Legislation to abolish the death penalty in Virginia cleared its first legislative hurdle Monday, passing out of the Senate Judiciary Committee on 10-4 vote, with nine Democrats and one Republican supporting the measure.
Supporters of the bill, which include Gov. Ralph Northam’s administration and an array of faith leaders, argued the death penalty has been disproportionately used against Black defendants and noted the sentence has repeatedly been handed down in cases where defendants were subsequently exonerated.
“Historically the use of capital punishment has been inequitable,” Northam’s chief counsel, Rita Davis, said, citing data that shows prosecutors are more likely to seek the death penalty in cases where the defendant is Black and the victim is White.
Law enforcement groups and their supporters testified against the repeal, including the Virginia State Police Association and family members of officers who were killed in the line of duty.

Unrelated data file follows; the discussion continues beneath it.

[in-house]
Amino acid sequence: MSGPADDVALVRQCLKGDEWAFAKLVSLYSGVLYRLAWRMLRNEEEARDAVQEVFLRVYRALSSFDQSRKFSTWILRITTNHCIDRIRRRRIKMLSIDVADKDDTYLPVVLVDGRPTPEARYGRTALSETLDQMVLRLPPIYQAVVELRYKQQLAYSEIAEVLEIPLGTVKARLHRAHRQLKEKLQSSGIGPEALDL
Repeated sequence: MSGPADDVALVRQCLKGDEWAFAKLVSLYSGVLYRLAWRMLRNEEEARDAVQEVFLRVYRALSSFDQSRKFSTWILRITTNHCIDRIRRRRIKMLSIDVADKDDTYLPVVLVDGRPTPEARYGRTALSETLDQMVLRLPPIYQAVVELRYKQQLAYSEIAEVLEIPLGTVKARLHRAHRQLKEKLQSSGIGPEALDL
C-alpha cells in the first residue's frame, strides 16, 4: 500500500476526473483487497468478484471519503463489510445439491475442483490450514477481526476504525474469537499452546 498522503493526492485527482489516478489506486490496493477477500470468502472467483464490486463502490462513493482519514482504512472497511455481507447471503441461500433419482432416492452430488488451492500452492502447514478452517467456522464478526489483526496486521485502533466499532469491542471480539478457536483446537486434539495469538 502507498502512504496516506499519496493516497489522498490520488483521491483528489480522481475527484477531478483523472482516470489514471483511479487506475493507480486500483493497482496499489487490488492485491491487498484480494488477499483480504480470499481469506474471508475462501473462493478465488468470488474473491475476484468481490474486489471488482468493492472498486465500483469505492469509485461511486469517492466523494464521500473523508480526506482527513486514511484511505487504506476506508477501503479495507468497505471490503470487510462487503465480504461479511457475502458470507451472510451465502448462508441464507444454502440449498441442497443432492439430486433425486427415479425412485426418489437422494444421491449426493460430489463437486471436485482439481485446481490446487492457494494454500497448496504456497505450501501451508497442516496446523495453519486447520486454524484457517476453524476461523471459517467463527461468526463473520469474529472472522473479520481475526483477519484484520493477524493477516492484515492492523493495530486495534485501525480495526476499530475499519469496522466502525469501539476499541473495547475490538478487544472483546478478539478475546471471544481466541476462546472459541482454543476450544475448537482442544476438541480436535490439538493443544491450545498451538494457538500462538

“If you do go down this road, at least put a provision that law enforcement isn’t out there alone,” said former Republican state Sen. Bill Carrico, a retired state trooper, calling for a death sentence to remain an option for people convicted of killing police officers.
However, family members of fallen officers were not unanimous in their opposition. Rachel Sutphin, the daughter of a Montgomery County sheriff’s corporal killed by William Morva, called the death penalty “an ineffective and outdated measure that brings no solace to family members.” Morva was executed in 2017, the last execution carried out by the state.
The bill still needs approval from the Senate’s Finance Committee to make it to the chamber’s floor for a full vote, but Monday’s vote suggests the measure has significantly more support than last year when it failed to make it out of committee in either the House or the Senate. The only Republican to support the bill, Sen. Bill Stanley, R-Franklin, did not speak on the measure.
There are currently two men on death row in Virginia. Their executions have not yet been scheduled.
The Virginia Mercury is a new, nonpartisan, nonprofit news organization covering Virginia government and policy.